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On December 1, 1955, Parks refused to give up her seat to a white male while riding a Montgomery bus.

von About.com Education

Rosa Parks - 1964

Rosa Parks: ~ On December 1, 1955, in Montgomery, Alabama, Parks refused to obey bus driver James F. Blake's order that she give up her seat in the colored section to a white passenger, after the white section was filled.

On this day in 1955, Rosa Parks got on a bus in Montgomery, Alabama. Her refusal to move to the back of the bus sparked a year-long boycott of the Montgomery bus system, and became an iconic moment in American history. On the 59th anniversary of Parks' arrest on that fateful day, we're celebrating her valuable contributions as a lifelong activist, organizer, and leader of the the Civil Rights Movement.

von Sunny Nash - Ethnicity and Culture

Rosa Parks, Homer Plessy and Jim Crow

montgomery bus | Rosa Parks on Montgomery Bus

Rosa Parks Had a Life of Radical Activism Before the Bus Boycott

She was arrested for refusing to move to the back of the bus — nine months before Rosa Parks. Today, she was honored for her “tremendous contributions to the civil rights movement.” When asked how she worked up the courage to defy the bus driver in 1955 Montgomery, Colvin said: “What gave me the courage? I was a 15-year old!”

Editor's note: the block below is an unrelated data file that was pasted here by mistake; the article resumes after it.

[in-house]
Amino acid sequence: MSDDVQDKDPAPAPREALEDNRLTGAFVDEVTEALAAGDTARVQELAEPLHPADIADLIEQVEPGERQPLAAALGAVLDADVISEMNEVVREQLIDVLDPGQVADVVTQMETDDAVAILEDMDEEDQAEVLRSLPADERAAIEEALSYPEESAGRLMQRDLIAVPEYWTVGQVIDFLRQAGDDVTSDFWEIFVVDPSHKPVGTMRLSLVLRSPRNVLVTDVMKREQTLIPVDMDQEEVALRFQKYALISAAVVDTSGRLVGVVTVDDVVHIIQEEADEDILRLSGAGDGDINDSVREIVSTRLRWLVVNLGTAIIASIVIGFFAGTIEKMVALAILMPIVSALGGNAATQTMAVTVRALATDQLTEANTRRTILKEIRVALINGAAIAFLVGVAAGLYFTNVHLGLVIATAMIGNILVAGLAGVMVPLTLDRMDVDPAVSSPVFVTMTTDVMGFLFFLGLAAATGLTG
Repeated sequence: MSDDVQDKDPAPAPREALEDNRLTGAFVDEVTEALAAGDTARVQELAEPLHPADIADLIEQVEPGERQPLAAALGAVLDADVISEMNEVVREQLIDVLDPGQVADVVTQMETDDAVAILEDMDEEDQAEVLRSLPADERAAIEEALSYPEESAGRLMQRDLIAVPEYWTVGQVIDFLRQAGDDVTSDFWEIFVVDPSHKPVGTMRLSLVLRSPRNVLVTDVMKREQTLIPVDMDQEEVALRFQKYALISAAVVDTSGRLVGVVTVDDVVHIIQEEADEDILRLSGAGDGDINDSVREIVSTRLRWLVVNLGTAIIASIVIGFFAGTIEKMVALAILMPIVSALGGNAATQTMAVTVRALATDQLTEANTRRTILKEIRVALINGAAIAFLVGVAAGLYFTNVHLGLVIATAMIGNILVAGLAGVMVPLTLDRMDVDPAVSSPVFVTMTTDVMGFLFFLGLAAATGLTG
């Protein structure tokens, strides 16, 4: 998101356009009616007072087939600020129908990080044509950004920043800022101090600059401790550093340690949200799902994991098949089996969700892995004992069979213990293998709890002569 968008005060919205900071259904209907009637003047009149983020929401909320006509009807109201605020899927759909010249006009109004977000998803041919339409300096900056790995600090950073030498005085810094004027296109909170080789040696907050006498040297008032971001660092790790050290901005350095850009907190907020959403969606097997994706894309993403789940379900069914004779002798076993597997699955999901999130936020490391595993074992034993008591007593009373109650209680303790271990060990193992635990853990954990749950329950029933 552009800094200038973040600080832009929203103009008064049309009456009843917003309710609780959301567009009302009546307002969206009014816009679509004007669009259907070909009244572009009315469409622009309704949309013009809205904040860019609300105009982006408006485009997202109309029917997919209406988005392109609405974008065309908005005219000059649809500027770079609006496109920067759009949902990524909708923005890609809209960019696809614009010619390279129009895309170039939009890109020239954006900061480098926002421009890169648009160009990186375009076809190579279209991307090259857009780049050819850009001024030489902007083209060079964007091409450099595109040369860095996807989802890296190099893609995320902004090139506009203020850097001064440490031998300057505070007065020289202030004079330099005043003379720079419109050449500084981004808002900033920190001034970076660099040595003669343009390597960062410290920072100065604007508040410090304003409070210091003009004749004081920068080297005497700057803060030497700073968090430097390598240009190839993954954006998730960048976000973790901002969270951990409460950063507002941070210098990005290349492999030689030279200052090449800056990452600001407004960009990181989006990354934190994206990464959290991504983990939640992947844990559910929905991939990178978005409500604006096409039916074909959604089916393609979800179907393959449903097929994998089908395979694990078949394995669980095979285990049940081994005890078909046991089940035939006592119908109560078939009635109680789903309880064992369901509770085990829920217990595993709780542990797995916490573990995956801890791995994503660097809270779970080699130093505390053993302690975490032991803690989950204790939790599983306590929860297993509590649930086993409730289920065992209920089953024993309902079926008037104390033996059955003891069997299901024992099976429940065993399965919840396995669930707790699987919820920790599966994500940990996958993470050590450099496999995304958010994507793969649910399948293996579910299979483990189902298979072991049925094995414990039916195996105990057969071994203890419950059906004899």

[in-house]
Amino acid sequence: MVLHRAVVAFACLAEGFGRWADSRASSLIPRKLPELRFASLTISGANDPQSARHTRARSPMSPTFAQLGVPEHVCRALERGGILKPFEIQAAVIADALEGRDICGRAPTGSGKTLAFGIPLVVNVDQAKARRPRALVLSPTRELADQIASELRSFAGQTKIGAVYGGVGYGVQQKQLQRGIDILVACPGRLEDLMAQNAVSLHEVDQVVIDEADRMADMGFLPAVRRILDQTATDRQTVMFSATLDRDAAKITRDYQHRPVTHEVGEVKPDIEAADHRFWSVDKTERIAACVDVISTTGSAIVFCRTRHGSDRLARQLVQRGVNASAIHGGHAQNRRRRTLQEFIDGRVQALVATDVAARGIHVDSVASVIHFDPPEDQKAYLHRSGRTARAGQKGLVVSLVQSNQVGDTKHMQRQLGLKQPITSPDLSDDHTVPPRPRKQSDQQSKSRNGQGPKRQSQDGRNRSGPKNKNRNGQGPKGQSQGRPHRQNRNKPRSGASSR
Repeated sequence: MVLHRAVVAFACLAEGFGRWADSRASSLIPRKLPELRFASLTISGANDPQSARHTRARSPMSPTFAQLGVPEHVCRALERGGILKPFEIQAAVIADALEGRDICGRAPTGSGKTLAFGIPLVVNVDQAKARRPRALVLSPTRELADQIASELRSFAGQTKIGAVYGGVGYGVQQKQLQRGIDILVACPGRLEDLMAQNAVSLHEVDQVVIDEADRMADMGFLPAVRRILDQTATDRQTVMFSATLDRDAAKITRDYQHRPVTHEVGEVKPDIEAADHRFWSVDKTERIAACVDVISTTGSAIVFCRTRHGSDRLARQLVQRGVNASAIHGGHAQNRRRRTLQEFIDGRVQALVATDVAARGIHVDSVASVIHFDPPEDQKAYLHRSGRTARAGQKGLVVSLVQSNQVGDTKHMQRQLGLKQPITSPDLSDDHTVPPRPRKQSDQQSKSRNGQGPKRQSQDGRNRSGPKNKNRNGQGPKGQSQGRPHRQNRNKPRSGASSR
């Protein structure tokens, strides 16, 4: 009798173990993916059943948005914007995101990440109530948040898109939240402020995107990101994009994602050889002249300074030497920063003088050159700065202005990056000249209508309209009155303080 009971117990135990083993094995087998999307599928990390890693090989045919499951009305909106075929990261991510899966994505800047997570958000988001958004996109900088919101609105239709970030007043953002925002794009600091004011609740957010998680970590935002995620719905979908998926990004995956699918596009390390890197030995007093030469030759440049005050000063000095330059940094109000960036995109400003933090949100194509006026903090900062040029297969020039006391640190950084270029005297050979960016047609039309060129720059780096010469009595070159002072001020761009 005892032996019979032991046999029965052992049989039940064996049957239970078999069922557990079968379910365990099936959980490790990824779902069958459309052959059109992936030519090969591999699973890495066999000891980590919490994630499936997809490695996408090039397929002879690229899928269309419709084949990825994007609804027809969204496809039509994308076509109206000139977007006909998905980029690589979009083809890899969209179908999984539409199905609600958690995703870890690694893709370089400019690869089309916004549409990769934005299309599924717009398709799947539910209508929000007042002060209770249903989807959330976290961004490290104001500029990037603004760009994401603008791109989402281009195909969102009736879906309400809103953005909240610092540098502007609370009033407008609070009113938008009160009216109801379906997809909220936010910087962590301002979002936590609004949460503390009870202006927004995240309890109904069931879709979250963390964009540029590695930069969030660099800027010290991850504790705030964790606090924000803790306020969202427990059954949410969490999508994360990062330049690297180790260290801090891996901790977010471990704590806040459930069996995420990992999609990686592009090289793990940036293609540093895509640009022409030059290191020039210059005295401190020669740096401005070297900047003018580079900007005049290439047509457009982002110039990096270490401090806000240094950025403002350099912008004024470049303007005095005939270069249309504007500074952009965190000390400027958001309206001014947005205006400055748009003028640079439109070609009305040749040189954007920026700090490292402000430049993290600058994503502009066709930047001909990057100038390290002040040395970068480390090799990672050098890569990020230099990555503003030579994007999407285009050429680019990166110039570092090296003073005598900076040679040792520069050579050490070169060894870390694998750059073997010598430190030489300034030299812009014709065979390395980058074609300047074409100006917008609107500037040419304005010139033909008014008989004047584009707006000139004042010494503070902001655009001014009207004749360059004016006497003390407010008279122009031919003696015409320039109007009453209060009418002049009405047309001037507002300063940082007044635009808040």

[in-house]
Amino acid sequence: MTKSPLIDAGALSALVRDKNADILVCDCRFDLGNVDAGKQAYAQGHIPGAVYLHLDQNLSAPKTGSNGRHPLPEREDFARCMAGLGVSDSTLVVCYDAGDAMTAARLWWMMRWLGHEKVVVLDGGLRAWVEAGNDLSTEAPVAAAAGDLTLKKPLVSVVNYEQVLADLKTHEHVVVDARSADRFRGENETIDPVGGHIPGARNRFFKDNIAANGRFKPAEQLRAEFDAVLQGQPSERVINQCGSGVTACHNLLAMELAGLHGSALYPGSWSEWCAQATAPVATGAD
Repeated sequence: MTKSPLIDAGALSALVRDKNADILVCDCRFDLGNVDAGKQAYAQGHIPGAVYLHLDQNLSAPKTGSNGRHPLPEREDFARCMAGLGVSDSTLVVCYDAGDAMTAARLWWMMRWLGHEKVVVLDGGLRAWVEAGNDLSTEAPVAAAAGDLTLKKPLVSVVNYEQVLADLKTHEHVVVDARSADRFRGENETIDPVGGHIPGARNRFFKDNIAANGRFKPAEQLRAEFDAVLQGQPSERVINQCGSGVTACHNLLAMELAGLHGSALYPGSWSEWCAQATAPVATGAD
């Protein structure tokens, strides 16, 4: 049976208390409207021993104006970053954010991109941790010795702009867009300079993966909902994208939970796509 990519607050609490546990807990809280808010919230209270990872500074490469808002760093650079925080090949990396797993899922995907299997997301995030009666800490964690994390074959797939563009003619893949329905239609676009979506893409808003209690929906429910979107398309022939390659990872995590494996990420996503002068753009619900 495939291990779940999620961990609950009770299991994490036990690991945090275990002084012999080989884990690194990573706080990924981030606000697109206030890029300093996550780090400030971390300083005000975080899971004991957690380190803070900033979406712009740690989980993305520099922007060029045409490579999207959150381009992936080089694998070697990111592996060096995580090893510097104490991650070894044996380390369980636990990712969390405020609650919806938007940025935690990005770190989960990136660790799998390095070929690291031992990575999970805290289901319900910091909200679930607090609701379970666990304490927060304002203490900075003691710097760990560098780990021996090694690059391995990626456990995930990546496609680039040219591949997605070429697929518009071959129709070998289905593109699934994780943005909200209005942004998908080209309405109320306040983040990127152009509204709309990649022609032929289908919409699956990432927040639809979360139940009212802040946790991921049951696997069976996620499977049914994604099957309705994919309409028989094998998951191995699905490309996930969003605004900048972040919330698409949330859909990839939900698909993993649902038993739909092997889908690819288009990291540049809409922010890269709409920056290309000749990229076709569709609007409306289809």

Rosa Parks | She was a secretary for the NAACP, who refused to give up her seat on the bus to a white person, and she became an inspiration to...

With a few clicks of the mouse, it’s now possible to view thousands of the civil rights icon’s papers and photographs.

Montgomery, AL: March 21, 1965. Selma to Montgomery March for voting rights: Rosa Parks, whose refusal to move to back of bus touched off Montgomery bus boycott, addresses Selma marchers from steps of state capitol building in Montgomery. © 1976 Matt Herron/Take Stock / The Image Works